Neuroscientists shed light on how the brain responds to scenes and their mirror-image reversals
18 August 2011
Picture a penny. You can probably recall its color (copper), which historical figure graces its front (Abraham Lincoln), and even the orientation of the portrait (profile, as opposed to straight on). But can you remember which way Lincoln is facing?
According to MIT research scientist Daniel D. Dilks, only about half of us get this right, meaning we're performing no better than if we had simply guessed. This well-known phenomenon suggests that left-right distinctions are irrelevant to object recognition; in other words, our brains perceive an object and its mirror image as one and the same.
On the other hand, when people look at scenes, it has long been thought that the brainis sensitive to left-right orientation, since this information is crucial for navigation. (A road curving to the right must be negotiated differently than one curving to the left.)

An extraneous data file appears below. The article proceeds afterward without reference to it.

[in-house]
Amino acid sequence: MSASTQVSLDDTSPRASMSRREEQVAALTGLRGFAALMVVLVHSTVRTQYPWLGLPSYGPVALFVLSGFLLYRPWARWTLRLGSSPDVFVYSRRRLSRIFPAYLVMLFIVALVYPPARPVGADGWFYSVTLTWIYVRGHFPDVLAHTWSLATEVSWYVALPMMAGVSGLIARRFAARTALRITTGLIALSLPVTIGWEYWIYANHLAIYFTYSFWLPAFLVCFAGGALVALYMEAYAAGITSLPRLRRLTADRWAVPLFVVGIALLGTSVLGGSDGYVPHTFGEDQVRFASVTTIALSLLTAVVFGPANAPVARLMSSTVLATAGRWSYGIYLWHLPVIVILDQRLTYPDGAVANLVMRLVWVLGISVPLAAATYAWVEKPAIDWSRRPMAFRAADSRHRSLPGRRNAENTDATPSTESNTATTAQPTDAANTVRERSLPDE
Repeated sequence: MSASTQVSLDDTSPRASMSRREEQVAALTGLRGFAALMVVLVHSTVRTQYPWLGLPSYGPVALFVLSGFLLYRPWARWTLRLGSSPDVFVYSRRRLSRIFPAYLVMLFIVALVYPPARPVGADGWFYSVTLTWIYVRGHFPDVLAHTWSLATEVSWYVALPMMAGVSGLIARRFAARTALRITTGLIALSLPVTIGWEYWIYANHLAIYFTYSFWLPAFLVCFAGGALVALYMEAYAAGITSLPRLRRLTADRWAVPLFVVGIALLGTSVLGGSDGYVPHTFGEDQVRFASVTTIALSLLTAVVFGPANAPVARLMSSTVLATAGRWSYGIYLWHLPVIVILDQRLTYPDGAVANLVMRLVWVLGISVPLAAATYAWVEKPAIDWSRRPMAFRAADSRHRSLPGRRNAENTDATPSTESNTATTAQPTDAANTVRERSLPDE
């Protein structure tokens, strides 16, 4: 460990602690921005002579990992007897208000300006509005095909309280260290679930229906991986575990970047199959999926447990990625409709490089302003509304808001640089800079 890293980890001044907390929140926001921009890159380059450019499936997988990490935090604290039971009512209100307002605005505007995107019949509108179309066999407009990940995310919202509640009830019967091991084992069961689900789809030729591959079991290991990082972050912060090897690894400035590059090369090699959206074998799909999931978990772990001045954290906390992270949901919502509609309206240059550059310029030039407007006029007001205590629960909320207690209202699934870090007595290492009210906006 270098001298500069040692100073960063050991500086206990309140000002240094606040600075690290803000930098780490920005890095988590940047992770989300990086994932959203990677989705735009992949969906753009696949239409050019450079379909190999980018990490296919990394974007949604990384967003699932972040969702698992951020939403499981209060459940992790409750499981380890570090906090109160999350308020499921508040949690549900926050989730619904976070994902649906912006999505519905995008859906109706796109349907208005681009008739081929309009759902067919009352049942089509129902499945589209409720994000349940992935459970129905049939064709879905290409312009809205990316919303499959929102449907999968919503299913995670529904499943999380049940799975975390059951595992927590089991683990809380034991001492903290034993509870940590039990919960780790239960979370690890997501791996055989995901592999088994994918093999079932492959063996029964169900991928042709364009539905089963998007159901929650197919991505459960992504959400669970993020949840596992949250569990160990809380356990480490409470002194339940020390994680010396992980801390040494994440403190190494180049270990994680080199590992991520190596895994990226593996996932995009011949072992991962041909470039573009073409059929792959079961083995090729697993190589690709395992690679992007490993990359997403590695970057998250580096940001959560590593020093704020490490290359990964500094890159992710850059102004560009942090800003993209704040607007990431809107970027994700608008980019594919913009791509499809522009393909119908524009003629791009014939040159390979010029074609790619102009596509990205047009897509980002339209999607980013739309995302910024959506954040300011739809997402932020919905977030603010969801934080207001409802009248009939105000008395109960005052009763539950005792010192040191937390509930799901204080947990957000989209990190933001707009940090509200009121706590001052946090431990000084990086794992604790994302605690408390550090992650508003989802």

However, in a recent study at MIT's McGovern Institute for Brain Research, Dilks and his colleagues identified two parts of the brain that appear to be exceptions to this rule - including one that processes scenes without seeming to distinguish left from right. The results highlight the cognitive differences between perception and action.
The findings were published Aug. 3 in the Journal of Neuroscience; the paper's senior author is Nancy Kanwisher, the Walter A. Rosenblith professor of cognitive neuroscience, and the co-authors are McGovern Institute technical assistant Joshua B. Julian, graduate student Jonas Kubilius of Belgium's Katholieke Universiteit Leuven and professor Elizabeth Spelke of Harvard University.
The researchers started with ''a simple hypothesis,'' Dilks says: Areas of the brain thought to play a major role in object recognition would be indifferent to right and left, while those that respond to scenes would be sensitive to these distinctions.